Amazon pushes Whole Foods toward centralization

There has been plenty of comment — most of it critical — about Amazon’s intention to centralize its merchandising of the Whole Foods stores. Most of the critics are concerned that the lack of local brand advocacy will turn Whole Foods into something very different. Here’s my RetailWire comment on that topic, followed by a comment about what Kroger is doing in response:

Centralized buying will bring economies of scale that allow Whole Foods to compete more effectively on price and on execution. But competitors (Kroger, I believe, is one example) are already opening the door to local vendors in response to the Whole Foods move.

Let’s not forget, however, that Amazon is the master of data science when it comes to retail management. Just because they are tightening the screws on the buying process doesn’t mean that they will ignore local preferences. In fact, they are likely to do a better job of allocating space and replenishing goods to meet individual stores’ tastes than Whole Foods ever dreamed of.

And now my comment about Kroger’s announcement that it is encouraging more local vendors:

Whether this was a pre-existing strategy or a reaction to the Whole Foods “centralization” news, it’s a good idea especially for grocers with national scale to pay attention to local preferences. As I said last week, however, don’t assume that Amazon will ignore this issue just because it is trying to find cost savings in the Whole Foods model in order to compete.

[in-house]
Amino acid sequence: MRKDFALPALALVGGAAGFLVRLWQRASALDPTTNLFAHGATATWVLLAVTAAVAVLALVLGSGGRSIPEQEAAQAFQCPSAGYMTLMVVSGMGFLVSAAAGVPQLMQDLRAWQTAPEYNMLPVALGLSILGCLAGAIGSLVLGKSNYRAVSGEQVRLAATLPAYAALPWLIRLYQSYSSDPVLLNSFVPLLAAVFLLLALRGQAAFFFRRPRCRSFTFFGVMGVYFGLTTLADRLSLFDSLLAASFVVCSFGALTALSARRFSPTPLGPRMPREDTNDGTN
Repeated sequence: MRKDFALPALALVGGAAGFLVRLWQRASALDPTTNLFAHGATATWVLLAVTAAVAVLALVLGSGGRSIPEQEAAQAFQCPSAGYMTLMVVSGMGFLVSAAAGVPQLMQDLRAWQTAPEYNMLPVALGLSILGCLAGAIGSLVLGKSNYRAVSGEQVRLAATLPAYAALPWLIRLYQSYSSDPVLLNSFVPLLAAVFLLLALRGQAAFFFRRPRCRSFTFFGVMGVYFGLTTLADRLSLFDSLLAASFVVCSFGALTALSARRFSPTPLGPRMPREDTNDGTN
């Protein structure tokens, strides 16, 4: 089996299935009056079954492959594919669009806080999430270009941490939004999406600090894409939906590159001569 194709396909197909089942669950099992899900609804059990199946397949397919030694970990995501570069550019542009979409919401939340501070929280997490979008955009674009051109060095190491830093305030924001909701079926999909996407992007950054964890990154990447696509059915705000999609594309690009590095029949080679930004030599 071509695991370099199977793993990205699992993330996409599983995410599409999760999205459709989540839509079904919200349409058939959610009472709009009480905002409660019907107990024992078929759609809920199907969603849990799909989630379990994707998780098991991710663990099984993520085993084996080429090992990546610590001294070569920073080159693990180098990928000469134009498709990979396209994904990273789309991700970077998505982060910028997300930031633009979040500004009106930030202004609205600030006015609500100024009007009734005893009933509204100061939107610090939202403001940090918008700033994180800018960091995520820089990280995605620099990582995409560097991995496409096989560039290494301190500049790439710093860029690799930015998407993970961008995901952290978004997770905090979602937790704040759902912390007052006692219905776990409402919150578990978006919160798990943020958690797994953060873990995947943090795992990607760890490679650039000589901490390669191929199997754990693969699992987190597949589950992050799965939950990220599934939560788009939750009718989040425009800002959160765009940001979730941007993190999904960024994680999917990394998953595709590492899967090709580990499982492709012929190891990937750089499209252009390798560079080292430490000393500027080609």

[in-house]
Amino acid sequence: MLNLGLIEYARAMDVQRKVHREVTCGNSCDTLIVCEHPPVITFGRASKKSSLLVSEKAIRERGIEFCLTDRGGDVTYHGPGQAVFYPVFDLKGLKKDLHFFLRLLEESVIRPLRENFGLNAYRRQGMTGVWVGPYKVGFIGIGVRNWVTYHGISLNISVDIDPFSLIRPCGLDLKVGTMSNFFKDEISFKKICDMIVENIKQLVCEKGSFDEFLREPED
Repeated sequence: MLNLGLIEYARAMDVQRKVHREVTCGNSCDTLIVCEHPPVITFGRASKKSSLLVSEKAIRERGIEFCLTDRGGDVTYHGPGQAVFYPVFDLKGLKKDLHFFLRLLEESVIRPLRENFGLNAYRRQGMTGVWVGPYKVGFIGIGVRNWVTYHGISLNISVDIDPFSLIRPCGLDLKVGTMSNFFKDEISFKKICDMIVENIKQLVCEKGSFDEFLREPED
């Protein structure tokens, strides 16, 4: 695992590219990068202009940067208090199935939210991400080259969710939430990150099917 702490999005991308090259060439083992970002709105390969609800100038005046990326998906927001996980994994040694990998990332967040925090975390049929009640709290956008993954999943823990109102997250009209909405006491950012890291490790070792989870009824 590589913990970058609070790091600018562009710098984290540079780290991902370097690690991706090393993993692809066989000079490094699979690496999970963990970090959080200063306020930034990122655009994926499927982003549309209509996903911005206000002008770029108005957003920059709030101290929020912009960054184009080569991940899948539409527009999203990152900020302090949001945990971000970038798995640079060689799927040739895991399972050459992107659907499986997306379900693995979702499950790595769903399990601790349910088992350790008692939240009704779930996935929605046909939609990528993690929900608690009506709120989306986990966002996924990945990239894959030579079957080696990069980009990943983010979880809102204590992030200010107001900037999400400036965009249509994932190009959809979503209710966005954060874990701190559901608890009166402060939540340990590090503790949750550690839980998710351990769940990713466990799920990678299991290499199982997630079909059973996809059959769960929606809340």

Amazon is the leader in using data science to determine consumer preferences, and I expect this to extend to their assortment planning in individual Whole Foods stores. If Kroger intends to compete, it will want to support its “local” initiative with great execution of in-stock levels.

 

Advertisements

0 Responses to “Amazon pushes Whole Foods toward centralization”



  1. Leave a Comment

Leave a Reply

Fill in your details below or click an icon to log in:

WordPress.com Logo

You are commenting using your WordPress.com account. Log Out /  Change )

Google+ photo

You are commenting using your Google+ account. Log Out /  Change )

Twitter picture

You are commenting using your Twitter account. Log Out /  Change )

Facebook photo

You are commenting using your Facebook account. Log Out /  Change )

w

Connecting to %s




Advertisements

%d bloggers like this: